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How to set up parental controls on children’s tablets The Internet is a valuable tool that can benefit kids in the classroom and beyond. But as parents know, the internet also can be a danger to youngsters. As hard as parents may try to govern their children’s Internet usage, kids’ curiosity often compels them to go online when parents aren’t keeping watch. Parental controls are a great way to protect youngsters while they’re online. Setting up such controls may vary depending on the type of devices kids use, and the following guide can help parents whose children use popular Android, Amazon Fire and iOS devices.

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movies, games and apps. The Family Link app, which can be downloaded through the Google Play store, enables parents to track their kids’ online usage and even set up limits on how much time they can spend online each day, as well as monitor the location of the device and when it is on. When using the Family Link app, parents will need to create a separate Google account for their children.

Amazon Fire Amazon Fire is another popular, user-friendly tablet that many children use. Each Fire device comes with FreeTime built-in. FreeTime bans advertisements and restricts purchases so kids cannot spend their parents’ money without permission. In addition, FreeTime allows parents to restrict content, ensuring kids will only be able to see content already approved by adults. Adults also can set up time restrictions to limit the amount of time their kids spend online,

and they can even prevent access to certain activities, including video games.

iOS The iOS is an operating system for mobile devices manufactured by Apple. The Screen Time function on iOS devices allows parents to restrict the use of and downloading of certain apps, including those built-in on iOS devices. Parents can specify which websites their children are allowed to visit, preventing them from visiting sites that kids should not see. Screen Time also allows parents to block purchases made through iTunes, ensuring kids won’t run rampant spending money on music, television shows and music. Parental controls can help parents’ monitor their youngsters’ tablet usage and protect them from visiting websites designed for adults. – Metro News Service


KIDS - Unified Newspaper Group – 9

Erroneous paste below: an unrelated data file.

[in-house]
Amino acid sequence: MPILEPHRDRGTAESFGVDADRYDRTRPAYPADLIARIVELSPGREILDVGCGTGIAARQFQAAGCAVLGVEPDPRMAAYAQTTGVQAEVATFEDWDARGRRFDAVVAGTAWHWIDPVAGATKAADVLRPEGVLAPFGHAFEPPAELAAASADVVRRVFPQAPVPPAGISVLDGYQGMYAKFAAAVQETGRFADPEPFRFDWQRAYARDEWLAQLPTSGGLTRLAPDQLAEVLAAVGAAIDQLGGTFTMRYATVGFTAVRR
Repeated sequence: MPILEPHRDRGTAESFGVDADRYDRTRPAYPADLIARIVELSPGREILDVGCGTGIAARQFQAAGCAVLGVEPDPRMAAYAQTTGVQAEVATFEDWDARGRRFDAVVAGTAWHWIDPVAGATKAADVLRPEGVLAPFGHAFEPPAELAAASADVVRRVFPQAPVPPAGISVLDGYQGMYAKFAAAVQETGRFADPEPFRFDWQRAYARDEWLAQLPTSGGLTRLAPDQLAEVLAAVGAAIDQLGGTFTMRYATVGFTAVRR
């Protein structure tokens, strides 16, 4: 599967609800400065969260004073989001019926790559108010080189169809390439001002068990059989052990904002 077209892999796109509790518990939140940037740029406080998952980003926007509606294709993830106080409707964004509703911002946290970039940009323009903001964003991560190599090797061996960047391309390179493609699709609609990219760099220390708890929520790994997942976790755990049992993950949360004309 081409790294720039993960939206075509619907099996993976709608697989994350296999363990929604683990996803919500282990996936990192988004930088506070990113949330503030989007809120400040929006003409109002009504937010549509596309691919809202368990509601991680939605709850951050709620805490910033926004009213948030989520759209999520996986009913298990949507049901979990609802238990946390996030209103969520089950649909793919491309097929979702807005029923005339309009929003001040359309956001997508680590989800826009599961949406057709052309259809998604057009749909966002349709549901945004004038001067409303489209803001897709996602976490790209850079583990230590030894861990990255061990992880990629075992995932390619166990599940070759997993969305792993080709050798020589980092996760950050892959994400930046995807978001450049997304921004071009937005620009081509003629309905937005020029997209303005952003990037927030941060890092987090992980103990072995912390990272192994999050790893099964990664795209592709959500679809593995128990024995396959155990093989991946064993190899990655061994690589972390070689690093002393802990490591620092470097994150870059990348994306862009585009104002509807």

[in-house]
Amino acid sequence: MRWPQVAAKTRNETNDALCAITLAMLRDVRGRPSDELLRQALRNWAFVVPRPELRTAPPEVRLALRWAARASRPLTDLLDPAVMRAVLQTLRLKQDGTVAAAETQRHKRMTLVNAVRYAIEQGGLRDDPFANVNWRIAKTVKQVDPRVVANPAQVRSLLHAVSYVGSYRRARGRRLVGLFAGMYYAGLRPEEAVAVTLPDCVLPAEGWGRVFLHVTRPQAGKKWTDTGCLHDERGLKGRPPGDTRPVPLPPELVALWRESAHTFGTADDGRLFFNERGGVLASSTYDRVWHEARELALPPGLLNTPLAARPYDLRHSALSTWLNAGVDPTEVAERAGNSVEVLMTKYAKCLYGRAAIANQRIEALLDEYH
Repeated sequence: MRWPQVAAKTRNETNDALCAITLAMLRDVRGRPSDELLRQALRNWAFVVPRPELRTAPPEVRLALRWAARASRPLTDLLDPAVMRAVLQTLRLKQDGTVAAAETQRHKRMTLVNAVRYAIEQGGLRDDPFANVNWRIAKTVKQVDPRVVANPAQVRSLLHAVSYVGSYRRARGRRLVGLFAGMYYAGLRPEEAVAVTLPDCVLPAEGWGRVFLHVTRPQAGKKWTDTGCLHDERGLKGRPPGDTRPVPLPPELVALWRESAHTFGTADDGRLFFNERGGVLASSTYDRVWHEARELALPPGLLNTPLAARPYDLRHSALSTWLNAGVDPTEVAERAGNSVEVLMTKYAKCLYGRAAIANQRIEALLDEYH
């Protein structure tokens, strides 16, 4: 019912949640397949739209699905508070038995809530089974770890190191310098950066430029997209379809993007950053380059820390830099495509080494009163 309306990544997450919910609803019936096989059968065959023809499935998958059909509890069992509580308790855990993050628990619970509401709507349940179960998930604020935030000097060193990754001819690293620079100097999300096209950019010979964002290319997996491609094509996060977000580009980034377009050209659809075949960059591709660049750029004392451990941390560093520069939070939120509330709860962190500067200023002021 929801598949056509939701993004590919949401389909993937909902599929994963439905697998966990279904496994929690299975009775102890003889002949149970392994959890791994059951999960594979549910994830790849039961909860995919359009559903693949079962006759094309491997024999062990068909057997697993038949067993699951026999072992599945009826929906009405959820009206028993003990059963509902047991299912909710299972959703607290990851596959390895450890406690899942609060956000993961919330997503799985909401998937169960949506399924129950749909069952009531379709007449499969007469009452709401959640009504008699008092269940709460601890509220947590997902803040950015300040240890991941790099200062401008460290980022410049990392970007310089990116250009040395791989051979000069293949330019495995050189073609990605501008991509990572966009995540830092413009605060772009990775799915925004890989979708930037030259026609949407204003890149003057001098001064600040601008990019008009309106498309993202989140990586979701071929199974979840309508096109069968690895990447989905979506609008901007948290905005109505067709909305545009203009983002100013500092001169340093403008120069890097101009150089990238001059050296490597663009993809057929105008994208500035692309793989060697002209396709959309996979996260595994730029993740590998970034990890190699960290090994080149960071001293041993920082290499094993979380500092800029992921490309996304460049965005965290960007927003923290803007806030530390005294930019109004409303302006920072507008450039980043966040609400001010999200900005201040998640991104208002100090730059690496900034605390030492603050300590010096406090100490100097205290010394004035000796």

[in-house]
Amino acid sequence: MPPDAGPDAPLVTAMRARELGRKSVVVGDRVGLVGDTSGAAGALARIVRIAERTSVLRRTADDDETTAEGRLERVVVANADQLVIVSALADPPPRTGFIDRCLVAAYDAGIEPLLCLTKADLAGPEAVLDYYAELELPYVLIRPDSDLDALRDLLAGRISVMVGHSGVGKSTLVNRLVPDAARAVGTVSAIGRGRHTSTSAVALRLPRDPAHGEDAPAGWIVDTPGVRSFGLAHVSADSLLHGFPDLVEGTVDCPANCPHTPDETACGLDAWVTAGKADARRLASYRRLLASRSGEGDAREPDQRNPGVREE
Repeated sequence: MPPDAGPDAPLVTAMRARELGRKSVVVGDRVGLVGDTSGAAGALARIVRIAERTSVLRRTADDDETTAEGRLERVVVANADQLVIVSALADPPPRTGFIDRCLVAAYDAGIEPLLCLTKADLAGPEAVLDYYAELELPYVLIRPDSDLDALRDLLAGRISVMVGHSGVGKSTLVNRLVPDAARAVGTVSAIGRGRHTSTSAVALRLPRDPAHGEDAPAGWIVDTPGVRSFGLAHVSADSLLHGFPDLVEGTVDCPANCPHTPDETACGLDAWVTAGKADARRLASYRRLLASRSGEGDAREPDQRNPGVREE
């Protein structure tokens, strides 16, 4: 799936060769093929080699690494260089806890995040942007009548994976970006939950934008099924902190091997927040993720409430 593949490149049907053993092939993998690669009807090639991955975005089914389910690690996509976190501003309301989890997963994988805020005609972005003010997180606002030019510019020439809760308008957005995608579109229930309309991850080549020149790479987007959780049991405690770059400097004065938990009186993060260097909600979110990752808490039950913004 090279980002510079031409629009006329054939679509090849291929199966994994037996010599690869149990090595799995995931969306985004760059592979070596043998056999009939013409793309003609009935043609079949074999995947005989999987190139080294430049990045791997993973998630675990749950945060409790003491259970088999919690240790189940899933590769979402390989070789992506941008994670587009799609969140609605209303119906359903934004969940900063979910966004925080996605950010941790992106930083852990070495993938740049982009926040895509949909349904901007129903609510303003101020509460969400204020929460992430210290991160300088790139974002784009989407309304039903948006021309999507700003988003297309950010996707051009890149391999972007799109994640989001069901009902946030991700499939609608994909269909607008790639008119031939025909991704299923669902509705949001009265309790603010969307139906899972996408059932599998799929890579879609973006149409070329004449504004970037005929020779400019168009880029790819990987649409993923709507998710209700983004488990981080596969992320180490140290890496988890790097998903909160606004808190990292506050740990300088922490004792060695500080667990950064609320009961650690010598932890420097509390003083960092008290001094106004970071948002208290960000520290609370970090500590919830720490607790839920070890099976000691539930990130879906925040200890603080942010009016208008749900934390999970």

March 7, 2019

Enjoy a stress-free summer with the kids Between camp, going on holidays and playdates, summer vacation can feel like endless planning and shuffling from activity to activity. You can use these tips and tricks to cut down on your stress and enjoy quality family time together.

Create a schedule Jot down family activities and commitments on a large calendar and keep it on the fridge so everyone can see what’s coming up. This will help give the kids a sense of security and routine that’s missing during the summer months. Just be flexible, and make sure to schedule plenty of free time to relax and enjoy quiet time with a book.

Cut down kitchen time Don’t like having to choose between healthy and quick, easy meals? Look for simple, nutritious meal options that take much of the work out of cooking. Some work as great side dishes to complete a fast and healthy meal.

Plan special dates

Go to the park, spend time at the library and visit your local community swimming Getting out of the house regularly pool. Keep the kids on top of chores and doesn’t mean having to use up the family other duties by presenting these activities travel budget. Give the kids an excuse to as rewards for a job well done. use up their energy and get some fresh air by scheduling some fun, free activities. – Metro News Service

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Get your head in the game Youth sports tournaments from April-July There are plenty of youth baseball, basketball, golf and soccer tournaments this spring and summer, close by and others just a short drive away. Here is a list of some of the upcoming tournaments: – Mark Nesbitt Whitewater

May 3-5 • 2019 PYB Tournament 9U-12U – Portage

May 4-5 • Badgerland Spring Invite Madison - 9U-12U – Madison • Beloit Bombers Opening Season Bash - 9U-14U – Beloit

May 10-11 • CG Sluggers 13U Mother’s Day Off Tourney at Madison College – Madison

May 10-12 File photo by Anthony Iozzo

Reese Koepke slides safely into third base for a stolen base for Stoughton 12U in the third inning Saturday against the Oregon 12U Panthers at Statz Field in the Oregon Youth Baseball tournament.

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KIDS - Unified Newspaper Group – 11

March 7, 2019 May 24-26 • River City Showdown 8U-14U – Janesville

May 25-26 • Middleton Baseball Diamond SHowdown - 10U, 12U – Middleton

May 31-June 2 • Battle in Blackhawk 9U-13U – Janesville

Basketball

April 12-14

• Rock Spring Classic 10U-17U boys – SEA, Stoughton

April 12 • Gym Rats Wisconsin State Championship - 4th grade-varsity – JustAgame Fieldhouse, Wisconsin Dells

April 19 • We’re Jamming Slamfest 8th grade-varsity – JustAgame Fieldhouse, Wisconsin Dells

April 27

File photo by Anthony Iozzo

Luke DiLorenzo slides into home last summer against the 13U Panthers in the Oregon Youth Baseball tournament at Zach Field.

• Showboat-Tug’s Classic - 4th grade-varsity – JustAgame Fieldhouse, Wisconsin Dells May 4 • Capitol City Classic - 6th • Girls Hoops 4 a Cause grade-varsity – MATC, 9U-17U – SEA Stoughton Madison East locations, May 4-5 Madison

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You can also purchase Team Scoopie Kid’s Meal items at any time. File photo by Kimberly Wethal

A participant in the ProStar basketball camp last August tells former University of Wisconsin basketball player Frank Kaminsky he plans on putting the photo of them on Instagram, with a caption of “Me and my best friend.” Another former UW basketball player, Sam Dekker, was at the camp.

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12 – Unified Newspaper Group - KIDS March 7, 2019 • Great Wolf Lodge All-Star Classic - 4th grade-8th grade – JustAgame Fieldhouse, Wisconsin Dells